Friday, September 02, 2011

Duality

(Seeing Louis CK at the Sydney Opera House this Saturday...so boss.)

I'm finally getting around to reading a book that's been on my list for a while: Dreams From My Father by Barack Obama.

Though I'm just a few chapters in, the book has already caused so many thoughts to swirl around in my head that I need to write them out somewhere. These first few chapters deal mainly with Obama's realisation and journey through reconciliation with his mixed race identity as an adolescent. While I can't say I entirely relate, I can mark parallels with having a mixed race upbringing and mixed culture/minority upbringing.


There was an exchange between Obama and an old man named Frank that was pretty powerful:

"You can't blame Stan for what he is," Frank said quietly. "He's basically a good man. But he doesn't know me. Any more than he knew that girl that looked after your mother. He can't know me, not the way I know him. Maybe some of these Hawaiians can, or the Indians on the reservation. They've seen their fathers humiliated. Their mothers desecrated. But your grandfather will never know what that feels like. That's why he can come over here and drink my whiskey and sleep in that chair you're sitting in right now. Sleep like a baby. See, that's something I can never do in his house. Never. Doesn't matter how tired I get, I still have to watch myself. I have to be vigilant, for my own survival."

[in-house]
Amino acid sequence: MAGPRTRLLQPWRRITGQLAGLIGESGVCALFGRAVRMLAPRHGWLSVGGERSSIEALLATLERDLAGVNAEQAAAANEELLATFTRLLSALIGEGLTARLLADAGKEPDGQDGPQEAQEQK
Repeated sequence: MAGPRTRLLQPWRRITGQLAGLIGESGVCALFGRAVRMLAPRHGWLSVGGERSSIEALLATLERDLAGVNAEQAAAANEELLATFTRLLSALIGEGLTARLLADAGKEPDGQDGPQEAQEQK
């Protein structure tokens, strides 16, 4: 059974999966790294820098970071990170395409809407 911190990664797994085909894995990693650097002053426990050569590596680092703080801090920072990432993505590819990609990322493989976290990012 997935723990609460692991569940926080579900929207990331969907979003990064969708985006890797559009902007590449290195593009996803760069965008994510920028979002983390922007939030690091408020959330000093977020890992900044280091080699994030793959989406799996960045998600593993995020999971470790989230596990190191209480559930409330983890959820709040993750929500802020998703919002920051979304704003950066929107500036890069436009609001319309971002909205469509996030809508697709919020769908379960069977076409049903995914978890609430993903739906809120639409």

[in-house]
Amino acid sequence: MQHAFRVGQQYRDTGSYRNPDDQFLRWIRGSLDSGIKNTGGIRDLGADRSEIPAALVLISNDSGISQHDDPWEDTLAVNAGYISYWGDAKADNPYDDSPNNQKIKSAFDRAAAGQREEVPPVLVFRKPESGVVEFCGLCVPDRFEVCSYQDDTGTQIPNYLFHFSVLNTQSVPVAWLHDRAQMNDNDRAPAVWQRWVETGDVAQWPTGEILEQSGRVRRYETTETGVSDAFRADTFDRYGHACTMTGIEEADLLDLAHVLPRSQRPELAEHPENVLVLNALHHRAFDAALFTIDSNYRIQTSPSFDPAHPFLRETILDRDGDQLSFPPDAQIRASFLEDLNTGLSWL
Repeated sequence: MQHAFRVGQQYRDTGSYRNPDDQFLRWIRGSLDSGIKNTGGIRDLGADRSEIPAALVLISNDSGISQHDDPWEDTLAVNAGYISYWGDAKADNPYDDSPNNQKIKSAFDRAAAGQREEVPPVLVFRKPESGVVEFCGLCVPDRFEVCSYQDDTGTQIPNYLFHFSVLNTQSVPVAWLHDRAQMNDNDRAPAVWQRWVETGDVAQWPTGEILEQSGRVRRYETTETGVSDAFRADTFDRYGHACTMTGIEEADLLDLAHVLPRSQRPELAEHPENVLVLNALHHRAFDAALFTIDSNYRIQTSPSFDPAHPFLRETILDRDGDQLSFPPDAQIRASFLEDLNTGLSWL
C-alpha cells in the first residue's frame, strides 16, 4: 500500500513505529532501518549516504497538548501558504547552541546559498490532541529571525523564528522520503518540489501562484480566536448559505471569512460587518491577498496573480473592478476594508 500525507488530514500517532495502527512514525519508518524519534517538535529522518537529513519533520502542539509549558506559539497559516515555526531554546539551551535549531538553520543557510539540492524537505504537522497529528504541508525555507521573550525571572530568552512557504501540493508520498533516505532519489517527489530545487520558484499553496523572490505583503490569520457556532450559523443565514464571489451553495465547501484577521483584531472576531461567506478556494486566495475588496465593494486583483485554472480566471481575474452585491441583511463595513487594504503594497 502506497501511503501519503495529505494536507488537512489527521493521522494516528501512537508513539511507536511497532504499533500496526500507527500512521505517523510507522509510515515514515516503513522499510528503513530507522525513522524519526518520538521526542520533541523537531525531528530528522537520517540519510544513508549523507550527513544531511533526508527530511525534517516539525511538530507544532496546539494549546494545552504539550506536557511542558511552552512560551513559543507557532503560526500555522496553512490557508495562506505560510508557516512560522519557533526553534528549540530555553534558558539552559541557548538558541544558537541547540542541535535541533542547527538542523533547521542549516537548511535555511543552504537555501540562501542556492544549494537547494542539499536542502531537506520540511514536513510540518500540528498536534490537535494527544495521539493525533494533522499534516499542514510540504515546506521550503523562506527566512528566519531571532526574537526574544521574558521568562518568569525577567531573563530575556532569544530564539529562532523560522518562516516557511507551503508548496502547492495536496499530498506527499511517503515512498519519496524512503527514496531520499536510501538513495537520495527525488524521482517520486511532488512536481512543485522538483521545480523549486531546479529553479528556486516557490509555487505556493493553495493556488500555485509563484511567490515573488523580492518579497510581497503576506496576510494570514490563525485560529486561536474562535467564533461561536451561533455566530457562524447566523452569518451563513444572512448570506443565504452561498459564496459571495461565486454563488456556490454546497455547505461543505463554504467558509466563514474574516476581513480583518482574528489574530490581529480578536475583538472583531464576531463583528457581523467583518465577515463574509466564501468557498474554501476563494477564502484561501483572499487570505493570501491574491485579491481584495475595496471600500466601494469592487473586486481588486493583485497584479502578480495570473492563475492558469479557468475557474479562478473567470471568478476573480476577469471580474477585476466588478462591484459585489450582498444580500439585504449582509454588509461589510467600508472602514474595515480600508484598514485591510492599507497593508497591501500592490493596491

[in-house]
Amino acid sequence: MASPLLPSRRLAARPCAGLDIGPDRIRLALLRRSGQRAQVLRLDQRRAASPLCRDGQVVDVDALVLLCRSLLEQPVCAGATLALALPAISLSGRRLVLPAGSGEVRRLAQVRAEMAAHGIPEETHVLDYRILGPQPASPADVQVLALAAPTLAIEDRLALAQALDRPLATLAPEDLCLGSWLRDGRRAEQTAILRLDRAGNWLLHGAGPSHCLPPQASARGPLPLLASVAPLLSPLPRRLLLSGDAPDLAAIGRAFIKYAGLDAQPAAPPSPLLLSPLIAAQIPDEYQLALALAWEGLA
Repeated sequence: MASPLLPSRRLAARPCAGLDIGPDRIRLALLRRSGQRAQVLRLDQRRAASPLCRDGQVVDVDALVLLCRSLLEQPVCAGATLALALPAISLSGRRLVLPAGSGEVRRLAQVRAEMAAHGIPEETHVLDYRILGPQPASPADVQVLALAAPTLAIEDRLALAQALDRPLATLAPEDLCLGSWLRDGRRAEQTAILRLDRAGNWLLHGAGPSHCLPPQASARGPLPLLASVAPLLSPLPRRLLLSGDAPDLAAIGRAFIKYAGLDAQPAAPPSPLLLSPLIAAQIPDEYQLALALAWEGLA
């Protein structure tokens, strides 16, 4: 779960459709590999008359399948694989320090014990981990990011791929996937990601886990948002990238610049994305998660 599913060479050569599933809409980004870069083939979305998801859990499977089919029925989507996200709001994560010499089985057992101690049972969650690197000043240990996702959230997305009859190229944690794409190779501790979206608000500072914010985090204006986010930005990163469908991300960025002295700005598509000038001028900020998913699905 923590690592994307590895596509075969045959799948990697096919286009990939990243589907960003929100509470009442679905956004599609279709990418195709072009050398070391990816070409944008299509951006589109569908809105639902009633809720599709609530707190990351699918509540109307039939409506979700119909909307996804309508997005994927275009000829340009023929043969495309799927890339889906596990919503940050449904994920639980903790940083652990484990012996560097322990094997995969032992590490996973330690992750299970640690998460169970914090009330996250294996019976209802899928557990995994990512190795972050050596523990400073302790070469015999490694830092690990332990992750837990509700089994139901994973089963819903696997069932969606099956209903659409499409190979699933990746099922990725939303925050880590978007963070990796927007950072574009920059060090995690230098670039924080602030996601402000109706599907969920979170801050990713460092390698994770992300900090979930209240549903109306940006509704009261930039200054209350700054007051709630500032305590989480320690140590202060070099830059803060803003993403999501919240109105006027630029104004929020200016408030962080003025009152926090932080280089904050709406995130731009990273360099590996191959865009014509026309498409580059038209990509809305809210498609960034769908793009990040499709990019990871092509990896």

Being a minority isn't something you think much about yourself when you're younger, it's more along the lines of being reminded you're a minority either by your parents or your peers, though YMMV (your mileage may vary.) You'll always remember the first time you were called a racist slur or your physical characteristics mocked, because it's always a shock. Here you have a kid or two living in the same neighbourhood, speaking the same language, going to the same school, and because your skin colour isn't one they're accustomed to, they mock you. What the fuck? Then they pull your eyes back and speak in a gibberish language they think sounds Asian...for no other reason except that they can, because they have power in numbers.

Fuck you, Spain...no wonder your country is broke (jk)

Except when they don't.

Side story:

In college, my fraternity was throwing one of our awesome house parties (no really, it was 3 floors of awesome) and I was stuck on keg duty. The keg was in our kitchen, and we had a huge counter separating the kitchen from our living room walkway. I'm behind the counter and I have over two dozen people waving their red cups in my face over the counter while I'm filling up their beers and I'm telling them to chill out and that I'll get to them. Our parties were pretty diverse; we had Asians (of course,) Latinos, African Americans, and white people on a consistent basis. So I'm filling cups one by one whilst talking to people, and this white guy says out loud "Hey! Konichiwa! Konichiwa! Fill up my cup Jap!" I stopped, glowered at him and yelled at the top of my lungs for him to get the fuck out of here. He refused the budge, so I smacked the cup away from his hand, cleared the area and told some bros we had to "escort" him out. We "escorted" him out swiftly.